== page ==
Advanced Television

Analyst: Amazon’s streaming ambitions hard to ignore

February 1, 2013

By Colin Mann

Although attention will be on Netflix as it launches its first major original series, House of Cards, revolutionising content distribution by giving consumer all the content at once, which is exactly what consumers want, with virtually every traditional media outlet rooting for the releasing strategy’s complete and utter failure, Amazon’s progress in the online video space should not be overlooked, suggests Richard Greenfield, Media Analyst at BTIG Research.

Writing in the BTIG blog, Greenfield says that while Netflix gets all of the attention as the clear leader in over-the-top (OTT) streaming video, it is increasingly hard to ignore the progress Amazon has made in a relatively short amount of time. “Amazon appears increasingly serious about being a real player in online video including the launch of original programming, albeit, we do not sense they are currently denting Netflix’s subscriber growth prospects, akin to how HBO and Showtime co-exist and flourish,” he advises.

He notes that unlike Redbox Instant by Verizon, which is trying to lead with subscription streaming and upsell iVOD/EST, Amazon is using streaming to augment the value of its existing Prime subscription, which leads with free-shipping, while at the same time increasing engagement within the Amazon ecosystem to drive iVOD and EST transactions. In addition, he draws attention to comments made during the Amazon Q4 earnings conference call, which suggest that Amazon still believes this is very early in their streaming video strategy:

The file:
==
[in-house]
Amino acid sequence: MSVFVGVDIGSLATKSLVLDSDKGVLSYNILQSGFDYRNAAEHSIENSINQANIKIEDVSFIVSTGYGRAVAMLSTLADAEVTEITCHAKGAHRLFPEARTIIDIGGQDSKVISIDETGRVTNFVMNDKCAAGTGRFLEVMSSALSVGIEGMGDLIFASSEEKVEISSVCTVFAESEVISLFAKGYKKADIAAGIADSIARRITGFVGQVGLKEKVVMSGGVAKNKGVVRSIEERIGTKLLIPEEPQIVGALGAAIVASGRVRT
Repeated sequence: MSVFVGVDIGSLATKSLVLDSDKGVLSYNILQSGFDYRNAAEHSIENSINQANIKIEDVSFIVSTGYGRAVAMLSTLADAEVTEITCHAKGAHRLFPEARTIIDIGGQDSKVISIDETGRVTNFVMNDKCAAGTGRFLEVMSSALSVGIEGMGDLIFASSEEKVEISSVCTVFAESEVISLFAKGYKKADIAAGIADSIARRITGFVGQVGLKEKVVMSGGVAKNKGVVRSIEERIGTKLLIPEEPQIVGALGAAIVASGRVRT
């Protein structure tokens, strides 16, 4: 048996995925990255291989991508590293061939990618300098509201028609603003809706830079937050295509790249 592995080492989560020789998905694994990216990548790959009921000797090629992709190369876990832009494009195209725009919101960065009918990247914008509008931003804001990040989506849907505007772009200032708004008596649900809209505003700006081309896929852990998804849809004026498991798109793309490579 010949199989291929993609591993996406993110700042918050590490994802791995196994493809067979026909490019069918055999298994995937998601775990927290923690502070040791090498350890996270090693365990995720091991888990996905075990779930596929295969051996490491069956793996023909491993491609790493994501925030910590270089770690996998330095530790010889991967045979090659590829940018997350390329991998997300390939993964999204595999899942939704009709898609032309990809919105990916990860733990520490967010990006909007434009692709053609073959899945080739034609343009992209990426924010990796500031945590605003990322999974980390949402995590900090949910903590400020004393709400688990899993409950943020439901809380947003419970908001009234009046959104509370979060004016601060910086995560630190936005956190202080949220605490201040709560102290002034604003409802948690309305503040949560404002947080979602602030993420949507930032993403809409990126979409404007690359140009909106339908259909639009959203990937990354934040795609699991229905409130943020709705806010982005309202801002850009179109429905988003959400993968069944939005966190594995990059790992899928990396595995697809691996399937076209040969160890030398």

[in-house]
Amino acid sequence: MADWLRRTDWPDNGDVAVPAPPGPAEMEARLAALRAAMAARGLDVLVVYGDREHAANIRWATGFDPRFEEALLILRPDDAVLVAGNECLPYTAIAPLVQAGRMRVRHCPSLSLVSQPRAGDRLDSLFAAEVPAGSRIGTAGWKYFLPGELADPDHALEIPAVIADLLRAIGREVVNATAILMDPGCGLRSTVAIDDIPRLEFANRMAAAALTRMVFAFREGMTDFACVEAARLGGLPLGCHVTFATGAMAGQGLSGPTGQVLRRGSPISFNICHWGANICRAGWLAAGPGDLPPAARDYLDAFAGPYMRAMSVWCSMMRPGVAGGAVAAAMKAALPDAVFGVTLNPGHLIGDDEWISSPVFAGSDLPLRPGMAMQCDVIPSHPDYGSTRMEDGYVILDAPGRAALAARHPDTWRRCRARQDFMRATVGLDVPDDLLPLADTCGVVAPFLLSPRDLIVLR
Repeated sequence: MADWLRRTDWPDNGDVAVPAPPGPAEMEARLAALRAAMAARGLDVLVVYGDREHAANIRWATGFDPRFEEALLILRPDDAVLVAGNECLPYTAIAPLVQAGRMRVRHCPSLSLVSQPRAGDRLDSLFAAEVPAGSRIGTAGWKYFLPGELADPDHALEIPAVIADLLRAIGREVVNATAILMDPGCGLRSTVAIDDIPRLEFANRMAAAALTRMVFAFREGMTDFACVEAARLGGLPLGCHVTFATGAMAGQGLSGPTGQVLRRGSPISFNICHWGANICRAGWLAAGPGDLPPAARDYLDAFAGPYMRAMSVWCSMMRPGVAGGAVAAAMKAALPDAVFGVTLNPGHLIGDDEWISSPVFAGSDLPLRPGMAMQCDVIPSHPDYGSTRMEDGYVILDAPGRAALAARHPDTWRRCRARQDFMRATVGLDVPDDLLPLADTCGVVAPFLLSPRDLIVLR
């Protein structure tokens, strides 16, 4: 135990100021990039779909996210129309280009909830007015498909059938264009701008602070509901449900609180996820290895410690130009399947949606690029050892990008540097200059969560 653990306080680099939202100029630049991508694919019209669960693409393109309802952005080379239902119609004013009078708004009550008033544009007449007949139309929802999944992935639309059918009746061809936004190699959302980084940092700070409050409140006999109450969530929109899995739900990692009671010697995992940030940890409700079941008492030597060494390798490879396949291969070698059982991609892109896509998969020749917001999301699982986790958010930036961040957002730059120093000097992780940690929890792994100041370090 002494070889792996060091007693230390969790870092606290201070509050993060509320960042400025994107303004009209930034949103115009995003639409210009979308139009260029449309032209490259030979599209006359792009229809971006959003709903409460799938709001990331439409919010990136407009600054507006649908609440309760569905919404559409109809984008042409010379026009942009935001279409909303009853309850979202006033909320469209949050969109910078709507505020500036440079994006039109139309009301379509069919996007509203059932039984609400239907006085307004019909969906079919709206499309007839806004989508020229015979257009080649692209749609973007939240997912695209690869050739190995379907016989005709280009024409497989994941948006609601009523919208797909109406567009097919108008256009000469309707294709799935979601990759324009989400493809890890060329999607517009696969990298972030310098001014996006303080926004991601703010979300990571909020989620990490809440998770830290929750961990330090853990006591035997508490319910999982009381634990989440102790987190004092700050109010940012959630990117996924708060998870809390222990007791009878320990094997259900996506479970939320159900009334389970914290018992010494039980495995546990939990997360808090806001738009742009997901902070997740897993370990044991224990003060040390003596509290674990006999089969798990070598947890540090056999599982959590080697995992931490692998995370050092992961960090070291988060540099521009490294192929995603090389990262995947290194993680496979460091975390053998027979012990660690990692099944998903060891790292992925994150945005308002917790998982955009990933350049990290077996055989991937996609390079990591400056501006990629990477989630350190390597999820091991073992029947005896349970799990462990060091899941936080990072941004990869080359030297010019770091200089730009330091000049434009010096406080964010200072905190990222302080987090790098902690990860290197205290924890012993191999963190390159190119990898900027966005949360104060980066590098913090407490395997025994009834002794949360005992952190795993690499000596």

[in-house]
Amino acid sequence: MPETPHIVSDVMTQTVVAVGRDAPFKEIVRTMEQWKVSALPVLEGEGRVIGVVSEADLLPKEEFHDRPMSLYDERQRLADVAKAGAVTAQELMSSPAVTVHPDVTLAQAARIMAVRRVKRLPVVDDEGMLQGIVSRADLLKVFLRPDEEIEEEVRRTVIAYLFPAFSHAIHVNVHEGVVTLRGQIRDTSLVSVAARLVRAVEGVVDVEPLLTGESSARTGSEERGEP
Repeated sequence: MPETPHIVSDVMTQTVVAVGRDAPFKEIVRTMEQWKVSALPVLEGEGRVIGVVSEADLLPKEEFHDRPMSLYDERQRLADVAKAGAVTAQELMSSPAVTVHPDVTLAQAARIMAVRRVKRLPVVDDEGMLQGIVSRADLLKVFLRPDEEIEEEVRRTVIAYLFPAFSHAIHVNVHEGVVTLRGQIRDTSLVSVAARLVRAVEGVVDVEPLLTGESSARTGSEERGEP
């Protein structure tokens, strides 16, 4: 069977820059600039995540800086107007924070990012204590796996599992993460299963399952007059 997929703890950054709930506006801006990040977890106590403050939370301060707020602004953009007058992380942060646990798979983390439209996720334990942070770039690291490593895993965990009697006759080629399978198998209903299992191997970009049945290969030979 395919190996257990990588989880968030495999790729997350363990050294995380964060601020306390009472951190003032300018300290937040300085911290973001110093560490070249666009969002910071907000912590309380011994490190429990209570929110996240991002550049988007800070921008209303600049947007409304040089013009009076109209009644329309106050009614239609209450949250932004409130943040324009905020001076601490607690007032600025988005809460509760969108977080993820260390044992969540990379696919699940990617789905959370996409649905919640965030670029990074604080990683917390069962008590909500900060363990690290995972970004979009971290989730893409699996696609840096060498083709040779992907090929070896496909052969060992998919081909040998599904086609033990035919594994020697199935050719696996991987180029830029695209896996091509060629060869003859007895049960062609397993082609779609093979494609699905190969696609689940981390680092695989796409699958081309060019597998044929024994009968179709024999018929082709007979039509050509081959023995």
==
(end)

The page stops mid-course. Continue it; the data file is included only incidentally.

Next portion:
CFO Tom Szkutak: “Prime instant video…we think we have a very interesting selection right now and you should expect that we’ll be spending more on content as it relates to Prime over time and we’ll continue to add selection on Amazon instant video”

We’re seeing prime customers certainly the percentage of Prime customers who were watching free content through Prime instant video has gone up dramatically year-over-year. We’ve also increased Prime membership dramatically year-over-year. They are also purchasing paid content. Those customers that are using the service, they watch free, but they are also paying for new content, which is great…the business is making good progress on the video content side and again, it’s still very early.”

Greenfield notes that despite subscription video streaming not being the lead component of an Amazon Prime membership pitch, Amazon has significantly increased the content offered and device access to Prime Instant Video streaming in the past 15 months (apps added include PS3, XBox, iOS and Wii). “While Amazon is not spending the $2 billion or more that Netflix is expected to spend in 2013 on video content, Amazon is likely spending more than $500 million and, like Netflix, is growing increasingly focused on both exclusive syndicated programming and original programming,” he advises.

Other factors of note, according to Greenfield:

  • Outbidding Netflix to grab exclusive rights to PBS’s Downton Abbey, whereas historically rights have been non-exclusive with both companies carrying.
  • TNT and Warner Bros. deal for exclusive rights to The Closer and Fallen Skies.
  • Signing A&E deal (A&E, History and Lifetime networks) after Netflix failed to renew its deal with A&E.
  • Amazon Studios producing pilots for six original comedy series and five original children’s series. Unlike Netflix, which skipped piloting and is offering all episodes at once, Amazon is seeking to test which pilots work the best (crowd sourcing, essentially) before proceeding with a full series order. Total dollar amount of Amazon’s investment in originals remains unclear.
  • Reached licensing deals with Fox, EPIX, NBCU, MGM, Paramount, Viacom, Disney, etc.

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